We started Telegram as a project for personal use. It was not our intention to make it public and global. My brother and I were trying to solve a personal problem of secure communication. It became obvious that we needed a solution, because by December 2011, we were already in a very difficult situation. All the scary stories about armed police. Of course you want to be sure you have a secure means of communication. [Authorities can know] your location precisely—any time, any second. If you carry your SIM card, they just know in real time. It’s like Find My iPhone, but for citizens. “Find My Citizen.”
I heard a lot of stories about people in the [Russian political] opposition that have their communication intercepted, and they were put into situations to make tough decisions. All their bank accounts, all of their business and private life, everything was available to the authorities. I didn’t want that to happen to me and my brother.
What do Edward Snowden’s revelations mean to you?
In spring 2013, it turned out that the NSA was spying on U.S. citizens, and there were new articles that kept being published based on Snowden’s leaks. By mid-summer 2013, it became evident that this problem is global—it’s not just us in Russia who are suffering from surveillance. It’s everybody. Especially in Europe, it was a big concern that there were Americans spying on them.
This made us think we should release [Telegram] publicly. We started a competition for developers to build an Android version, and we opened up the APIs that we use ourselves. I think there were two winners—in the beginning we had two Android versions competing with each other. It was pretty fun.
You famously offered Snowden a job at VKontakte. Did anything ever come of that?
I know from his lawyer that he considered the job offer. I think he had to eventually refuse because of the security concerns. VK was too public—everybody knew where the office was, and he’d be there. Or I would get questions when I visit the U.S., like, “Where is Edward Snowden?” For us, it would’ve been a huge gain at VK. We think Edward shares our fundamental values, he’s the same age, and he has the courage to speak his position. It’s obvious that if you bring a tech celebrity of that scale on board, people will notice.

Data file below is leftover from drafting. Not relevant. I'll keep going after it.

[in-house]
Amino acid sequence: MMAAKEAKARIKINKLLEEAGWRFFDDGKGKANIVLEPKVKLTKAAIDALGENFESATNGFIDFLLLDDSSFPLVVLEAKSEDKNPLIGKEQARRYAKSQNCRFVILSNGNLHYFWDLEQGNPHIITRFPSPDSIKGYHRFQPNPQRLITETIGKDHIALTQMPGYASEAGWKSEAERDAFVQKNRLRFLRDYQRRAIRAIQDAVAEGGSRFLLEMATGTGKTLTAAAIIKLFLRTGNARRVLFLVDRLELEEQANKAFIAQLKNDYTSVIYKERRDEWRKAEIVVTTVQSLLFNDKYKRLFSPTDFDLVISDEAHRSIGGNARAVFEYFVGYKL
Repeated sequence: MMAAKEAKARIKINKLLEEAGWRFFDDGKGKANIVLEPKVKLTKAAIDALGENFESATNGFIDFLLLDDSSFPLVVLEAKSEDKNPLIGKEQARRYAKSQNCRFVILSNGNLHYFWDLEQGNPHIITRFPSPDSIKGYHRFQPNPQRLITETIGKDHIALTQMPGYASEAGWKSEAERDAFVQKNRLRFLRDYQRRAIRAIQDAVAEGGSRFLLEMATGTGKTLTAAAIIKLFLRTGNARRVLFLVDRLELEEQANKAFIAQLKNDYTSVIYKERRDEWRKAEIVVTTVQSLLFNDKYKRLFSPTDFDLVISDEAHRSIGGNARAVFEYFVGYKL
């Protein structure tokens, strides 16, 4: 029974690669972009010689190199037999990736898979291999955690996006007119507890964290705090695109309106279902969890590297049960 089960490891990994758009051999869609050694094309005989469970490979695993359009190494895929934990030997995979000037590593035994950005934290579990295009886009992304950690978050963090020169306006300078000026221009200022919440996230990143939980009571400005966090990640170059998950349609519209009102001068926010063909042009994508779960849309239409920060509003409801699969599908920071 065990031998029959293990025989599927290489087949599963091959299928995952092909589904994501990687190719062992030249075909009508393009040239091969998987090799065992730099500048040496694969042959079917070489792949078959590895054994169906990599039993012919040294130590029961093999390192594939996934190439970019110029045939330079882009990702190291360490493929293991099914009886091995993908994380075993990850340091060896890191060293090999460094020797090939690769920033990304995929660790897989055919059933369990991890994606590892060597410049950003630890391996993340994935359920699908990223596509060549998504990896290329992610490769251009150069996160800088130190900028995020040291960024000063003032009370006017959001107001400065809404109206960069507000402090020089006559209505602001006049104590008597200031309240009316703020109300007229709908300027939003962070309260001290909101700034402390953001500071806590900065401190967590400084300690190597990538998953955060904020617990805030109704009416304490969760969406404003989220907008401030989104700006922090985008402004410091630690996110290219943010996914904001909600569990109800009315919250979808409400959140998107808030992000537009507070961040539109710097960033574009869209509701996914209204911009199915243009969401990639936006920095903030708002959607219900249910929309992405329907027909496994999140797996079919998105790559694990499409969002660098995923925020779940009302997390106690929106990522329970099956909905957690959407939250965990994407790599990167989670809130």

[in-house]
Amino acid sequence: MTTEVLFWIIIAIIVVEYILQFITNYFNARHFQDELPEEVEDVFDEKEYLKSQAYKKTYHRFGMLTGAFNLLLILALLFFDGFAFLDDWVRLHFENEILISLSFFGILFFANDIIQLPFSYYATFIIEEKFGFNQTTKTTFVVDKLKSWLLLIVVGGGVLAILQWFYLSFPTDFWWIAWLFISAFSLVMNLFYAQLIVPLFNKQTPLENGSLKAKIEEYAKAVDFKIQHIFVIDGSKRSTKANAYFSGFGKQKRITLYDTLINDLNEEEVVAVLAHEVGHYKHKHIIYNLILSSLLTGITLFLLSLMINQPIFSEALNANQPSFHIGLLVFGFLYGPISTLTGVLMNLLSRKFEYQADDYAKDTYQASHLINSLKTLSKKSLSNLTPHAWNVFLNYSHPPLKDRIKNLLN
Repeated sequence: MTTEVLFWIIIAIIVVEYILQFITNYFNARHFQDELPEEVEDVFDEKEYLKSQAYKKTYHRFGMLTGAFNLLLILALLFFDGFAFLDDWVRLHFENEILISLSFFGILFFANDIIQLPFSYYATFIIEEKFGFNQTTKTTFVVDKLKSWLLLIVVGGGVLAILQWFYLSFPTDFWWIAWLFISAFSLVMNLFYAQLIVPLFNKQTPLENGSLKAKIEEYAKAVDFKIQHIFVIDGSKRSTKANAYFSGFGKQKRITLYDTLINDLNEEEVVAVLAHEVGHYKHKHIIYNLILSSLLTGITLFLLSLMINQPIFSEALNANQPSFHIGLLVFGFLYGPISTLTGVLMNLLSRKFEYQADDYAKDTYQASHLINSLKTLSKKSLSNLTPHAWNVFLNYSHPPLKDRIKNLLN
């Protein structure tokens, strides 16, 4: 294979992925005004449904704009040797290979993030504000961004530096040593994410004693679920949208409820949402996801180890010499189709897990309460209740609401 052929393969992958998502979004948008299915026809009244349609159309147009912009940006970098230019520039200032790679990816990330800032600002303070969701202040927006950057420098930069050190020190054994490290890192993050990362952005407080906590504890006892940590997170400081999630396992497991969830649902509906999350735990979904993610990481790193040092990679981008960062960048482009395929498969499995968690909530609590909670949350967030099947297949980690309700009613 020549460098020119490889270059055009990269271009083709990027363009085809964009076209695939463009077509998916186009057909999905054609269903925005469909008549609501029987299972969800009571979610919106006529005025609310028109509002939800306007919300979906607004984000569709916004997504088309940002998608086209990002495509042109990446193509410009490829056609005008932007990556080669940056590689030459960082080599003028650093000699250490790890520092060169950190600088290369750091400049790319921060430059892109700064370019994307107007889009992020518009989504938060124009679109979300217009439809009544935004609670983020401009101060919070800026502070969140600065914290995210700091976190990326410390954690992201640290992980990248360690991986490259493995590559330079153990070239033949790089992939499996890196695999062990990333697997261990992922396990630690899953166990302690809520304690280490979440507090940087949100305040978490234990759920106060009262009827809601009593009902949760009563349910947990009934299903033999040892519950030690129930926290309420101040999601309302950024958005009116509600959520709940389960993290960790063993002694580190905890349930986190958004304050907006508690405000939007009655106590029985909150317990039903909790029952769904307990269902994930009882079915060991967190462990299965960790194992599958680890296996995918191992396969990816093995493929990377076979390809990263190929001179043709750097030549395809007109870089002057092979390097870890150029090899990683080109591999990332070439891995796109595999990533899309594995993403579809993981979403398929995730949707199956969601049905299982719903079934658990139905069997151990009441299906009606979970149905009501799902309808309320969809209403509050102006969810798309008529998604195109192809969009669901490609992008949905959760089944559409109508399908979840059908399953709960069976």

What were the actual circumstances surrounding your departure from VK?
I wrote a letter of resignation for April Fool’s Day. On April 3, I informed the board it was a joke and took my letter back, cancelled it. A few weeks after this, I said some things about the Ukraine protests, and they didn’t like it at all; they were furious about that. The other things I made public were not accepted very nicely by the shareholders and the government. So they let me know that I’m actually not the CEO of the company, because they said, “You signed a letter of resignation and took it back, but you didn’t take it back in the proper legal way.” It was so strange because I took it back exactly the way I resigned. I did both things the same way, but one was legal and the other was not.
If you spend some time in Russia, there are things like this happening every day. They think about how things will be accepted and they minimize risks. The situation in Ukraine is not too different. There’s something actually going on, and then there’s how it’s shown on a screen.
How has open source made Telegram better?
Since the source is on Github and everyone can look through it, we get very valuable feedback from external engineers. Recently someone let us know we could save three megabytes of space by compressing the graphics inside of the app. We thought, “Great, we’re already one of the smallest apps, but now we can make it even smaller.” We were grateful, and we keep getting this valuable advice from the community.
“It’s not just us in Russia who are suffering from surveillance. It’s everybody. Especially in Europe.”